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April 18, 2011

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Interview with “Vino in Vo” Author Chrisy Krueger

by K. Tsetsi

–by Kristen Tsetsi

Discover the healing powers of friendship when you meet Perry, Jonah and Kristen: Three Army wives surviving their husbands’ tour of Iraq, invites the product description on the Amazon.com page for Chrisy Krueger’s novel, Vino in Vo.

The novel, published in 2008 by Maven Books, was inspired by her husband’s 2003 deployment to Iraq when, Chrisy says, “the war was new and most military families were thrown into an intensity they hadn’t yet experienced.”

Chrisy began writing Vino in Vo in 2004, two years prior to her husband’s Afghanistan deployment, his last before separating from the military in 2008.

“When my husband redeployed to Italy in 2004, we sat down with a bottle of regional wine. ‘To surviving Iraq,’ he toasted.

“I thought for a moment and realized yes, I survived, too. I wasn’t behind enemy lines, but I still battled with worry. Bullets never flew by my head, but I feared them just the same. The emotional armor and resilience of military families is a beautiful story to tell, so I began Vino in Vo the next day.”

In LIFT’s interview with Chrisy, she discusses her husband, the inspiration for her novel, and what it’s been like since her husband left the Army.

LIFT: How did you and your husband meet?

CHRISY: I first met my husband when I was seventeen. We lived in neighboring cities but were linked by a couple of friends. A few years went by, and then I heard he had joined the Army and was on orders to Italy.

Before he left for Vicenza in 2001, his friends threw him a going away party, and I received an invitation. I wasn’t going to go since I’m a natural homebody but changed my mind at the last minute–call it fate. I saw him there and we started a conversation that never stopped until he was deployed to Iraq in March 2003.

LIFT: After eight years in the military, what was it that made you and your husband decide it was the right time for him to get out?

CHRISY: He loved being a soldier, but after his tour to Afghanistan, we saw how the deployment affected our four-year-old who couldn’t understand why R&R wasn’t permanent, why Daddy’s friend died in war, and why a year took so long. Even our one-year-old had his redeployment difficulties, unable to figure out who the “stranger” was and why he just decided to show up.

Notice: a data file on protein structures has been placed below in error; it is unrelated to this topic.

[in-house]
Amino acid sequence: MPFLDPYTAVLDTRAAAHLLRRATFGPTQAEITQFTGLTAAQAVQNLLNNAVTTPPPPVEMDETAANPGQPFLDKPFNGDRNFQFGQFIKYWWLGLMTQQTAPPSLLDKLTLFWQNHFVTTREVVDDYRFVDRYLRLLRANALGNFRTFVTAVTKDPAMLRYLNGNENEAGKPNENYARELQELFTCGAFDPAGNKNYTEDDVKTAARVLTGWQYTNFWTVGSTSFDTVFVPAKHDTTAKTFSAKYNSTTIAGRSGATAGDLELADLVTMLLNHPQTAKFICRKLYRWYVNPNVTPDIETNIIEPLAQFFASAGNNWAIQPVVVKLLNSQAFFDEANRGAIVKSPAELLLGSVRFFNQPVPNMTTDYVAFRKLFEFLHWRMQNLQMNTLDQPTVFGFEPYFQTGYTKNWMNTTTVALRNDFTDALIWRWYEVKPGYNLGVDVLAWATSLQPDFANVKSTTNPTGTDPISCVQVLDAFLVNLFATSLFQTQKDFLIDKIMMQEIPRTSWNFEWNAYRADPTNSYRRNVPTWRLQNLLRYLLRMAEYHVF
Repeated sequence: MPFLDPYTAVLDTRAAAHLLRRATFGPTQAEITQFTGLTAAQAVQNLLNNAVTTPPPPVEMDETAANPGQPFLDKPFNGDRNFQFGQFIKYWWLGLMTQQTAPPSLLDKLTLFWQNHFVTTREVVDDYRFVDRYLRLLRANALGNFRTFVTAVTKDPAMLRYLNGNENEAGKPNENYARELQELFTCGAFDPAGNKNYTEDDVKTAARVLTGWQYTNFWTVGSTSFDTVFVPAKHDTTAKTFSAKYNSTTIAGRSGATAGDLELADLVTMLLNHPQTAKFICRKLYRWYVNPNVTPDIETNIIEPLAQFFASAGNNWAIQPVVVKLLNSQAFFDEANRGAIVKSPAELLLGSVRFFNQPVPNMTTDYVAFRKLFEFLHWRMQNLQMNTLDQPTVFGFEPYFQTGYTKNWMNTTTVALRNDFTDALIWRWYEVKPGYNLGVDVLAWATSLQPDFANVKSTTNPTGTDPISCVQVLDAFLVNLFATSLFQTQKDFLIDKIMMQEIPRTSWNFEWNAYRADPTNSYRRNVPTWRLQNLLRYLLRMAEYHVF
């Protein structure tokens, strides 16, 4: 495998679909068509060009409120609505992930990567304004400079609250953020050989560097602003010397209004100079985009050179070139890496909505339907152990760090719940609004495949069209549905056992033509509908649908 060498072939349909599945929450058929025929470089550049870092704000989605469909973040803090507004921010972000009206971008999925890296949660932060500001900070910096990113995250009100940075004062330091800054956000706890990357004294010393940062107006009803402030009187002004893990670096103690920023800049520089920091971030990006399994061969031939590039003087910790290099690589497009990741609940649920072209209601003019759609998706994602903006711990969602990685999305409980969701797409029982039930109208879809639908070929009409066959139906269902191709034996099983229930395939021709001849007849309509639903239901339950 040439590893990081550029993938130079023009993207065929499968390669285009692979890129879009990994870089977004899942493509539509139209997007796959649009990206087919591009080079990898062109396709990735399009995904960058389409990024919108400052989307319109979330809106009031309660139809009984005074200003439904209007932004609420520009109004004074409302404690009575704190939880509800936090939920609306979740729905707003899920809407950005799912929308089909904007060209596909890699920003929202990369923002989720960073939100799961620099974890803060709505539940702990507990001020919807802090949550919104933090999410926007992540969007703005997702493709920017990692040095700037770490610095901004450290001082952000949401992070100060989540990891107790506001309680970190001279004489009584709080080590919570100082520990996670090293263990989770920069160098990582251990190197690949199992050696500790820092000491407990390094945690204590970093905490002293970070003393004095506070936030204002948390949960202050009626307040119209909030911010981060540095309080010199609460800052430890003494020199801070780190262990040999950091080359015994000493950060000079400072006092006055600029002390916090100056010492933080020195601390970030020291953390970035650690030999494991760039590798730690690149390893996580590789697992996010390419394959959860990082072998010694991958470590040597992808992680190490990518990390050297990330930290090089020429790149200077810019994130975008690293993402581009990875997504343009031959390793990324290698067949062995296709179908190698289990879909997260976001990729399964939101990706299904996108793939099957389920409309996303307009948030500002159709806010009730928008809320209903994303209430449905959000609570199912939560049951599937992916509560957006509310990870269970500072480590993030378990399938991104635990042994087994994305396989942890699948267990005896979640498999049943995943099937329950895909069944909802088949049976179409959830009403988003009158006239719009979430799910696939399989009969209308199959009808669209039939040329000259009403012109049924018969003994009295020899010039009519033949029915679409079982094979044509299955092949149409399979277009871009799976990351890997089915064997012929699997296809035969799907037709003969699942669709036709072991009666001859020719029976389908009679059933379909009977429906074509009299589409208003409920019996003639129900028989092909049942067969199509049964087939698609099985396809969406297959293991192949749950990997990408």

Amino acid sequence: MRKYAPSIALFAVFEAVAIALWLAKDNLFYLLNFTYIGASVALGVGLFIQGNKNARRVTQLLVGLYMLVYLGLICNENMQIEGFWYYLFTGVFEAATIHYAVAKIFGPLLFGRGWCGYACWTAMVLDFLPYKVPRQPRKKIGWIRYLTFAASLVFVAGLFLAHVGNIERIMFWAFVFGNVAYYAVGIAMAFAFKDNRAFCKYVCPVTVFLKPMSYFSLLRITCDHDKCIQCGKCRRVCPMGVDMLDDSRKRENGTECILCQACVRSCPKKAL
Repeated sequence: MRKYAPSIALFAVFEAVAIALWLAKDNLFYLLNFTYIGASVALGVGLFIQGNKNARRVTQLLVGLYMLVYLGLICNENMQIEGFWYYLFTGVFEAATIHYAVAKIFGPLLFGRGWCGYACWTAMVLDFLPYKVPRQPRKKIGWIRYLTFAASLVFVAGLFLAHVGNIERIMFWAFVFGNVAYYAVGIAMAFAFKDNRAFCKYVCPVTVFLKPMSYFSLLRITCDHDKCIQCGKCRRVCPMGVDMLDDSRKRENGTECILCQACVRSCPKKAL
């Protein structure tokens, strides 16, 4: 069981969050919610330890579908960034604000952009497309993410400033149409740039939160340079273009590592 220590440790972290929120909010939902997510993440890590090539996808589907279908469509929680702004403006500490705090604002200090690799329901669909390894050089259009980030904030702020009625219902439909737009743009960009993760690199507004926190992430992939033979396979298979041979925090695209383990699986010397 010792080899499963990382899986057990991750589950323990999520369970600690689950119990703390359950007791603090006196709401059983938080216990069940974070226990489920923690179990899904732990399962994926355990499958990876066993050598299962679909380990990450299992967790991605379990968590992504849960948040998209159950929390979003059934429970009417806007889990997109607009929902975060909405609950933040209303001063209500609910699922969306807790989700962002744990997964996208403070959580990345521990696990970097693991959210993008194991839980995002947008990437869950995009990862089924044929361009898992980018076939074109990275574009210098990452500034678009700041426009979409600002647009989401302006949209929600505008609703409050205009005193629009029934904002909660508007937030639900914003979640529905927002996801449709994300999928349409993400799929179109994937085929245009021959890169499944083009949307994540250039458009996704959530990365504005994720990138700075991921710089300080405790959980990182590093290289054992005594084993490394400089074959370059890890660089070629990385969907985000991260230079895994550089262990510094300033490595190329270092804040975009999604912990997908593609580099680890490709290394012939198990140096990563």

Finally, we decided that we, as parents, had no right to ask our children to sacrifice their father every other year.

LIFT: What has it been like since your husband left the military? Is there a severing, of some kind, that occurs when you’re no longer officially part of the community?

CHRISY: You can take the person out of the military, but you can’t take the military out of the person. My husband doesn’t wear the uniform anymore, but he still feels like a soldier and I still feel like an Army wife.

LIFT: What do you like about his not being in the military anymore, and what do you dislike?

CHRISY: I like that we are able to give our children the stability the military cannot offer. My oldest son attends a wonderful school and he doesn’t have to worry about leaving due to new orders. They have their grandparents near them (literally, five minutes away), and their dad gives them a hug every night. I like that.

My only dislike is that my husband had to leave a career he loved. Would he change it? No, his children are happy and he finally got to see a child grow up from birth on, but I know he misses it.

LIFT: Have the friendships you made remained intact?

CHRISY: We maintain all of our friendships with our Army friends. In fact, I’ve made more connections through Twitter and Facebook. It’s hard to break a military bond.

LIFT: That bond is one that was obviously important to you to portray in Vino in Vo, and trying to capture such a powerful connection while simultaneously immersing the reader in an experience as emotionally complex as a deployment is no easy task. Have you always been a writer, or was the deployment experience something that impacted you so strongly you just had to write about it as a sort of cathartic release?

CHRISY: I can’t remember a time when I didn’t want to be a writer. In elementary school I wrote stories on white copier paper, drew a cover on construction paper and held it together with staples. (I even wrote the sequel to “Gone with the Wind”.)

I kept a journal as I grew older, and in high school I decided to sit down and finally write the novel hidden within me, but after five minutes I stopped, because what does a senior in high school know about life?

LIFT: You mentioned the “emotional armor and resilience of military families” you wanted to portray in your novel. Relatively few opportunities are available, in terms of learning through watching or reading about it, for people to gain insight into the military family experience, and you’ve clearly done your part to share a story you have the necessary experience to be able to tell. What do you think of the televised effort to do this in Lifetime’s “Army Wives”?